Lizard's come-hither behaviour attracts from a distance

April 6, 2015 by Carys Garland, Science Network WA
Lizard’s come-hither behaviour attracts from a distance
The blue-tongue lizard [pictured] is part of the same genus as the Australian pygmy bluetongue lizard. Credit: Marion Slawson

The females of a reclusive endangered lizard species may be increasing their chances of finding a mate by engaging in unusual behaviour which attracts males from up to 100m away.

The Australian pygmy bluetongue lizard (Tiliqua adelaidensis) spends most of its time in burrows made by spiders, making it hard for researchers to understand its mating habits.

Investigators installed CCTV cameras in 23 burrows for 10 days of each month between October 2011 and February 2012 to better understand how males found females to mate with.

Murdoch University post-doctoral fellow Stephanie Godfrey says the females in this lizard species seem to attract the males rather than vice versa.

"Through the video recordings we observed the females making these strange movements outside their burrows and normally pygmy bluetongues will go outside of their burrows for two reasons and that is to feed or to defecate," Dr Godfrey says.

"We hadn't observed that before; we didn't have much of an understanding about how males find the females."

Dr Godfrey says genetic work shows males have multiple paternity, and sire offspring from up to 100m away, a considerable distance for such small .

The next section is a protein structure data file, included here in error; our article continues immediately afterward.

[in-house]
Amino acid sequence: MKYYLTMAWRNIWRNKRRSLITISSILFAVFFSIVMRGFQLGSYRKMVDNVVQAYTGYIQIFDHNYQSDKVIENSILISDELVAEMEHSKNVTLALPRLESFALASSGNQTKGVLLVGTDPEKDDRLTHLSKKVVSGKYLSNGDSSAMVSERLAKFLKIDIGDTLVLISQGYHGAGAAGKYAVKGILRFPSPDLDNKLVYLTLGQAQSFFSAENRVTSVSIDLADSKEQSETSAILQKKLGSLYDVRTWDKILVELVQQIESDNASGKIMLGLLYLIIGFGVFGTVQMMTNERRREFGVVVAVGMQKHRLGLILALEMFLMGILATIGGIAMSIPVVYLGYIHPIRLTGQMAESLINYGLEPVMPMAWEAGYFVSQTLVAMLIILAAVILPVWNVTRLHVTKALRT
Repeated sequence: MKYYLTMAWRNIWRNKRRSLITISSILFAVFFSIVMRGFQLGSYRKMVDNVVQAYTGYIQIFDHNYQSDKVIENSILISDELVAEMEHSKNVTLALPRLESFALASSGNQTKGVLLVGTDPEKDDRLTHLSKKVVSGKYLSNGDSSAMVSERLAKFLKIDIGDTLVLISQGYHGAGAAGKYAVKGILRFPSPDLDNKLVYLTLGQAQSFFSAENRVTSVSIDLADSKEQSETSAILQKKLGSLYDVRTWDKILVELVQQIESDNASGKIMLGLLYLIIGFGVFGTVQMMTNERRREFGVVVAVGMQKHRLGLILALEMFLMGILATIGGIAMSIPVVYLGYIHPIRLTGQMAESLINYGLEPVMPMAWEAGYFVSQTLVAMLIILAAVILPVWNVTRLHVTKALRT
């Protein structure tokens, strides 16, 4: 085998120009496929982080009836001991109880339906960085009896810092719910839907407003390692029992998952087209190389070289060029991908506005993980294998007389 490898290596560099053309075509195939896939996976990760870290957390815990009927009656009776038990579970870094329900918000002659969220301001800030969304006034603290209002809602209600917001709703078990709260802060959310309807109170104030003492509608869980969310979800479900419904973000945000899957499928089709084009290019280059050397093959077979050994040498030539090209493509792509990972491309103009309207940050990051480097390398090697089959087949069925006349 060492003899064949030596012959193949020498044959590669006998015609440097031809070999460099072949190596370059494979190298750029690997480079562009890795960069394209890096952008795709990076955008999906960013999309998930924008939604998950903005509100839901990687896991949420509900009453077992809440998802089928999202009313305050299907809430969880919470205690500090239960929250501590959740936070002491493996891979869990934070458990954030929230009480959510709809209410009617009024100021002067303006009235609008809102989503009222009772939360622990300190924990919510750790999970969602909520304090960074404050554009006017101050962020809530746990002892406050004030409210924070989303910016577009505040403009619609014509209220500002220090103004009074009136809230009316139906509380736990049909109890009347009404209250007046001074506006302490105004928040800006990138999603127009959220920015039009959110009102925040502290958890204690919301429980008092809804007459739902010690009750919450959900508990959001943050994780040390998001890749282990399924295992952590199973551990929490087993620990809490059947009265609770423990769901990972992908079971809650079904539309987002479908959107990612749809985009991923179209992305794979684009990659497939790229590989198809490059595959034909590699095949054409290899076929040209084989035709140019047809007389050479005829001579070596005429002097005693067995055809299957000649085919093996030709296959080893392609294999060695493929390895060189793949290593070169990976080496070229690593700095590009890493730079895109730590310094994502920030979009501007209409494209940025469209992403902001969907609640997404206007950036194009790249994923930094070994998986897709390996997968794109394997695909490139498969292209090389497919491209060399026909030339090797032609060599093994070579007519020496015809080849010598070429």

"We don't know whether the males detect females from that distance, but suggested in our current paper, when they go in search of females to mate with, their likelihood of detecting females is enhanced by the lures described in this paper," she says

Scent-trails may be key to homing ability

Those lures could be scent trails directing males to the burrows, but it remains to be tested.

"Lizards use chemical signals a lot, they have quite a well-developed olfactory system, and they tongue-flick to find their way around the environment," she says.

Dr Godfrey says the footage was not clear enough to determine if females were rubbing parts of their bodies along the ground, or if males were using tongue flicks to sense the trail.

"When the are coming along they're hitting these paths and following them down to the burrow where they then yank the female out and try to mate with her," she says.

"This pattern of behaviour only occurs in the and only in October, which is when they're mating and they don't do it any other time of the year, which is fairly strong evidence to suggest that it is a fairly significant behaviour for their mating strategy."

Dr Godfrey says other lizard species have a higher chance of finding a mate because they are not restricted to burrows like the Australian pygmy bluetongue.

Explore further: Tiny wasps provide vital clue to avoiding extinction

More information: "Mating behaviour in pygmy bluetongue lizards: do females 'attract' male lizards?" Australian Journal of Zoology 62(6) 491-497

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